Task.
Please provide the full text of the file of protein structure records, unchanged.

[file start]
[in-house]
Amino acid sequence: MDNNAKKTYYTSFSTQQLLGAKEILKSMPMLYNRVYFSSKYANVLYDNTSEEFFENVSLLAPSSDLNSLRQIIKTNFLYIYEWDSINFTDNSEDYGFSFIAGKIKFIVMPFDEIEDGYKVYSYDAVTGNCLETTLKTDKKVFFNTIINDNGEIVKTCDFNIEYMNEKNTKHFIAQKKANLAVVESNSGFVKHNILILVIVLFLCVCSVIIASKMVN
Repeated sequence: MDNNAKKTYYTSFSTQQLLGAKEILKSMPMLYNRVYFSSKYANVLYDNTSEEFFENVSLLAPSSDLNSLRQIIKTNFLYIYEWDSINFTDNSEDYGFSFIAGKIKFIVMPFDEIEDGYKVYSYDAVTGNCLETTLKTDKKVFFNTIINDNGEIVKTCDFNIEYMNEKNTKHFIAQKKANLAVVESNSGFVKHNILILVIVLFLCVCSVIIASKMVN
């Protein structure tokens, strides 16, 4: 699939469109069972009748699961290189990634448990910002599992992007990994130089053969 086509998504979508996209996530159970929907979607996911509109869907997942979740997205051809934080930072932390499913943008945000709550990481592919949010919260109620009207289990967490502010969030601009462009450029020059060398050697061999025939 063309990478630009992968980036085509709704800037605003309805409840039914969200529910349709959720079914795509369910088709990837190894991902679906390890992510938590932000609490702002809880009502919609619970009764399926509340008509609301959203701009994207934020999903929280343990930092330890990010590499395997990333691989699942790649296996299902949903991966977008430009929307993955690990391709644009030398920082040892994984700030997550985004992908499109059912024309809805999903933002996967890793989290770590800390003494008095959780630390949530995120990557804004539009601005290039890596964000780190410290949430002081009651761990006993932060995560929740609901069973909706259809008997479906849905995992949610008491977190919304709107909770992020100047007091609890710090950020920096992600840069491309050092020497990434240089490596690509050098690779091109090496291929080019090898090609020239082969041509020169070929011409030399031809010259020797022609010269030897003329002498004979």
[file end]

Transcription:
[in-house]
Amino acid sequence: MDNNAKKTYYTSFSTQQLLGAKEILKSMPMLYNRVYFSSKYANVLYDNTSEEFFENVSLLAPSSDLNSLRQIIKTNFLYIYEWDSINFTDNSEDYGFSFIAGKIKFIVMPFDEIEDGYKVYSYDAVTGNCLETTLKTDKKVFFNTIINDNGEIVKTCDFNIEYMNEKNTKHFIAQKKANLAVVESNSGFVKHNILILVIVLFLCVCSVIIASKMVN
Repeated sequence: MDNNAKKTYYTSFSTQQLLGAKEILKSMPMLYNRVYFSSKYANVLYDNTSEEFFENVSLLAPSSDLNSLRQIIKTNFLYIYEWDSINFTDNSEDYGFSFIAGKIKFIVMPFDEIEDGYKVYSYDAVTGNCLETTLKTDKKVFFNTIINDNGEIVKTCDFNIEYMNEKNTKHFIAQKKANLAVVESNSGFVKHNILILVIVLFLCVCSVIIASKMVN
């Protein structure tokens, strides 16, 4: 699939469109069972009748699961290189990634448990910002599992992007990994130089053969 086509998504979508996209996530159970929907979607996911509109869907997942979740997205051809934080930072932390499913943008945000709550990481592919949010919260109620009207289990967490502010969030601009462009450029020059060398050697061999025939 063309990478630009992968980036085509709704800037605003309805409840039914969200529910349709959720079914795509369910088709990837190894991902679906390890992510938590932000609490702002809880009502919609619970009764399926509340008509609301959203701009994207934020999903929280343990930092330890990010590499395997990333691989699942790649296996299902949903991966977008430009929307993955690990391709644009030398920082040892994984700030997550985004992908499109059912024309809805999903933002996967890793989290770590800390003494008095959780630390949530995120990557804004539009601005290039890596964000780190410290949430002081009651761990006993932060995560929740609901069973909706259809008997479906849905995992949610008491977190919304709107909770992020100047007091609890710090950020920096992600840069491309050092020497990434240089490596690509050098690779091109090496291929080019090898090609020239082969041509020169070929011409030399031809010259020797022609010269030897003329002498004979």